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I don't like the technique at all. I've heard arguments that you shouldn't tie up every loose end, that a writer should lend an air of mystery to a book or leave questions hanging. That you're insulting your reader's intelligence if you feel the need to explain every tiny detail.

True or not?

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My vote would be "untrue". I don't want to have to puzzle over unanswered questions. I like my reading material to be all neatly wound up in the closing pages. I feel I've been let down when a book doesn't fill in all the blanks.

Glad I found this discussion thread.

 

I too have a problem with the typical cliffhanger that never makes it off the cliff or to the next series. As I watch the new array of television shows that operate on this theory, I am angered thatso many shows get cancelled without answering fundamental questions about their characters. The same would fly with books. If basic questions are not answered, the book becomes dull and long-winded, not having a purpose after a while.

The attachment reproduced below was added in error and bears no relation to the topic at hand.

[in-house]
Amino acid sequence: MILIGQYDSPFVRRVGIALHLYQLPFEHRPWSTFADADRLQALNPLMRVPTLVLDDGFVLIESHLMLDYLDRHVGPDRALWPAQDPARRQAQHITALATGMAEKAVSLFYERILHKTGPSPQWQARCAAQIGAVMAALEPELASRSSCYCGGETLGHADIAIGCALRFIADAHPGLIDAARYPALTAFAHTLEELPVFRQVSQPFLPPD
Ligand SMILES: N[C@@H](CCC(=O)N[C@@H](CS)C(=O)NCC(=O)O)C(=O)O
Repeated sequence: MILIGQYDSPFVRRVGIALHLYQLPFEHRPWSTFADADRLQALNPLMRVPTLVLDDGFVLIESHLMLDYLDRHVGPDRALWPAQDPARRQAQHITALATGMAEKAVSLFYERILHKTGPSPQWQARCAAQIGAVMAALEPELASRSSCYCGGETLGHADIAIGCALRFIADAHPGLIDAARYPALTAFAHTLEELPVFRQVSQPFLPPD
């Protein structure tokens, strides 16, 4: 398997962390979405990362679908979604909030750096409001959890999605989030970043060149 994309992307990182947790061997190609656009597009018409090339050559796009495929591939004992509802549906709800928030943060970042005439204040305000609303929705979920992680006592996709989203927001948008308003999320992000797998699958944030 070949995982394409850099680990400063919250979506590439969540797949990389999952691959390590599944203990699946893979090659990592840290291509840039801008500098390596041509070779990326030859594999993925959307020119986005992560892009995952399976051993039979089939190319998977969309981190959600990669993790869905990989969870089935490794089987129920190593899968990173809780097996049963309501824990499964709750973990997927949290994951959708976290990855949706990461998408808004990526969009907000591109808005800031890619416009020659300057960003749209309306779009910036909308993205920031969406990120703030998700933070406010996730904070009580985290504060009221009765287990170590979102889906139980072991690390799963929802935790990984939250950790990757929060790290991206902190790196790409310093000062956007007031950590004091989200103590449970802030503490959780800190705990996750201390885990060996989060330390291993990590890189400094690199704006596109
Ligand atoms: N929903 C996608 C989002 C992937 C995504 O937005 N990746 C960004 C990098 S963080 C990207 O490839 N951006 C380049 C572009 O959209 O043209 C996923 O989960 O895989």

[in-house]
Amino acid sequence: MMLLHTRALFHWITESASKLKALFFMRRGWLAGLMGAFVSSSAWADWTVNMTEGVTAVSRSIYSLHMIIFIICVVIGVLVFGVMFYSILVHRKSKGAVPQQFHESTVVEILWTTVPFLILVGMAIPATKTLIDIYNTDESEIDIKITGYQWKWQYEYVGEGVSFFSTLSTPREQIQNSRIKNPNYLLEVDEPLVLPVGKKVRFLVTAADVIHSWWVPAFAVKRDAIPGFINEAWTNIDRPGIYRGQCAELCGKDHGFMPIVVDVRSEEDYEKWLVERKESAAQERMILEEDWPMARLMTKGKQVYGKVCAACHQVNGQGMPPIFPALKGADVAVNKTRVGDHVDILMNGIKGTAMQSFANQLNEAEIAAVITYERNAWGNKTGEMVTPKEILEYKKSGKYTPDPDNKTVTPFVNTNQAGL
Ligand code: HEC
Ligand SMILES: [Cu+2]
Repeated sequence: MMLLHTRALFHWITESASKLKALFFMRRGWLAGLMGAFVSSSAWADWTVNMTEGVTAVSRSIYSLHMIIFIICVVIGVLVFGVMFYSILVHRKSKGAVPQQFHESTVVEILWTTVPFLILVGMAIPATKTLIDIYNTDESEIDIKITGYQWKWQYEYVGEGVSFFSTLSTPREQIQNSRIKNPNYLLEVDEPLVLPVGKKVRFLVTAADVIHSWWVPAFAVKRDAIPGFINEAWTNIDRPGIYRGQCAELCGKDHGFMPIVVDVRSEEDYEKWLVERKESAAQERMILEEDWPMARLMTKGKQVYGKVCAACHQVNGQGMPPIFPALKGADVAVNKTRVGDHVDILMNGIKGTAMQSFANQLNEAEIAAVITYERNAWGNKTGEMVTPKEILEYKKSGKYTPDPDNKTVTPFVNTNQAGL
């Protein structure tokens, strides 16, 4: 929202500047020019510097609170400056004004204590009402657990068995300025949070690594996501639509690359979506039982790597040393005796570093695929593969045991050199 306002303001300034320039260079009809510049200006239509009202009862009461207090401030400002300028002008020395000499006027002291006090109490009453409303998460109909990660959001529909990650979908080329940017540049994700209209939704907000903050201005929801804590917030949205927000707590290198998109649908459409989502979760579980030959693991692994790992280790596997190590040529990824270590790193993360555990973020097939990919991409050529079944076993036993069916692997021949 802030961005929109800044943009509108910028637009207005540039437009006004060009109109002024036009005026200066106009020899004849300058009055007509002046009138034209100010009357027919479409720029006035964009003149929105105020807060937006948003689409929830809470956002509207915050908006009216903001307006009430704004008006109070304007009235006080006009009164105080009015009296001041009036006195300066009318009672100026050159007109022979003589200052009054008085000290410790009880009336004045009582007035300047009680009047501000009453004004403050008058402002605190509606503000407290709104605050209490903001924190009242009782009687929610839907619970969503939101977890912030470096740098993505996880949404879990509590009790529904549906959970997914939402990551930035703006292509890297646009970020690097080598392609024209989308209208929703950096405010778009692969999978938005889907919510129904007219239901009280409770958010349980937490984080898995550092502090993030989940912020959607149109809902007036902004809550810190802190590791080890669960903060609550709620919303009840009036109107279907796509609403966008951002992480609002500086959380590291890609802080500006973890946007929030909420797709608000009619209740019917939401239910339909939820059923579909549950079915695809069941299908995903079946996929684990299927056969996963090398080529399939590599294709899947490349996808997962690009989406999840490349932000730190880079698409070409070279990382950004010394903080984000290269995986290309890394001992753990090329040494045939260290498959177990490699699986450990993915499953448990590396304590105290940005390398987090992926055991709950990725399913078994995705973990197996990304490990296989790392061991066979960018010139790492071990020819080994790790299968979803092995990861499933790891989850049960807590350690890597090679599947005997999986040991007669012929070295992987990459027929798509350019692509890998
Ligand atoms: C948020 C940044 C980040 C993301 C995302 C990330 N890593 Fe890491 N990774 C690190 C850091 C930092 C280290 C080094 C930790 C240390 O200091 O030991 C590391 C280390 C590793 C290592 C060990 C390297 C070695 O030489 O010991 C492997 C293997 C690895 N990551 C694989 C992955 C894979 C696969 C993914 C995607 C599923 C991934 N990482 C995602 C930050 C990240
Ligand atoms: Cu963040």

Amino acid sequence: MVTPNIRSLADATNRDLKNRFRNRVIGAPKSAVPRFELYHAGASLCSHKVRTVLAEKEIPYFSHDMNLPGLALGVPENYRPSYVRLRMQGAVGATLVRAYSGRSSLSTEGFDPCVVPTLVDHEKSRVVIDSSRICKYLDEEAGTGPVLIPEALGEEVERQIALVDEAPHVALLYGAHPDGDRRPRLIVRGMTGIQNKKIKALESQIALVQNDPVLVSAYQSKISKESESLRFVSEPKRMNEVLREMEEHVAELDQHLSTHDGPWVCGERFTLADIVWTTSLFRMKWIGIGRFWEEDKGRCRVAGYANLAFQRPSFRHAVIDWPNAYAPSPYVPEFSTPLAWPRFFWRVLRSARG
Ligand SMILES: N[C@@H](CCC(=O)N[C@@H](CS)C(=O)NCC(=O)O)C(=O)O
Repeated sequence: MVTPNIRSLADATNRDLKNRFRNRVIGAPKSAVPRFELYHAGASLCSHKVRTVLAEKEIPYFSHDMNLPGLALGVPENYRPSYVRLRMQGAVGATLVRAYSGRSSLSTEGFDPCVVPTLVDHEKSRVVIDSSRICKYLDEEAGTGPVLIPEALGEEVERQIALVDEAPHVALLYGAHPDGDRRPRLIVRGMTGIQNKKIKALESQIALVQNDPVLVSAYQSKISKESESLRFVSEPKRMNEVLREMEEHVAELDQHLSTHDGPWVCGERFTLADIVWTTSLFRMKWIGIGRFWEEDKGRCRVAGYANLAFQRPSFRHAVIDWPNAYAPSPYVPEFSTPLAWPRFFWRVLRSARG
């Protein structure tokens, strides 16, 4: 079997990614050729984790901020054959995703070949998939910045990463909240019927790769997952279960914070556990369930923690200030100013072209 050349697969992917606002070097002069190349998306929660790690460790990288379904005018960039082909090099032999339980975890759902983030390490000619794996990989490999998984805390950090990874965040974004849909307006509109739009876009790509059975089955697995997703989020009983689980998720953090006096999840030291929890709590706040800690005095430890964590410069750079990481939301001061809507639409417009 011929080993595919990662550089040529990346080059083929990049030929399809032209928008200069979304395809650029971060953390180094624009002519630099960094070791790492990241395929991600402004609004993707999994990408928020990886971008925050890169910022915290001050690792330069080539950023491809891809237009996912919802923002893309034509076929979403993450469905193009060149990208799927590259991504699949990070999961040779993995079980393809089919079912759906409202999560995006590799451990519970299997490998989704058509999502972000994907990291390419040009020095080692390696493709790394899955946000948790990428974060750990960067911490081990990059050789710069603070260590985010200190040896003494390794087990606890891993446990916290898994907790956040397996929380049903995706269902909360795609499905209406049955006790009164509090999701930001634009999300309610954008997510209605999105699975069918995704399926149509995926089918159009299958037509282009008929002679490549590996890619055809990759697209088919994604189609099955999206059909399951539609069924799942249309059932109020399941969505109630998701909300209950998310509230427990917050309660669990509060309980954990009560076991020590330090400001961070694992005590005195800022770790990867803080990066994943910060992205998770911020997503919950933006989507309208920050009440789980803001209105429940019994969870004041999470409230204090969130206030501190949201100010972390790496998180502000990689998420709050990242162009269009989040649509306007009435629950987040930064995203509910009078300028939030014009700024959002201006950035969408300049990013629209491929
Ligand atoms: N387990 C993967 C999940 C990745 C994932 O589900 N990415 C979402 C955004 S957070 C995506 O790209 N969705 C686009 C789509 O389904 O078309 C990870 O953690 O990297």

As a dungeon master, I leave many things unsaid or implied. However, the people I play with are now utterly convinced that Crimson Red is a highly evolved ghost and not a living being.

They're pretty close, Crimson Red is actually a phantasm, meaning she is a living illusion. She exists, but barely. But when I leave those coattails fluttering with nothing to tie them down, they come up with some interesting theories.

They've not realized Limu D'zea's parentage however even though it should be quite obvious who her father is.

I think it's about a balance — you can't have a hard & fast rule for this, the piece itself should dictate how much should be explained. I see a lot of art and films where they simply explain too much, leaving nothing to the imagination, and it makes me bored and disinterested if things are explained away and I have nothing left to think about.

 

On the other hand, you have to have at least a basic foundation of framework and details to create the interest and give people enough to follow, so they don't get confused.

 

I write about the former and did a video on this topic, which I have explored a bit. You can see the 5-minute talk I did on 'The Framework for Mystery' here, and the articles I wrote here. They are in-context of art and I wrote them for a Christian philosophy website, but the principles are 100% transferrable to all creative media, such as writing. In fact, in the video, I compare two books as examples.

 

Cheers guys.

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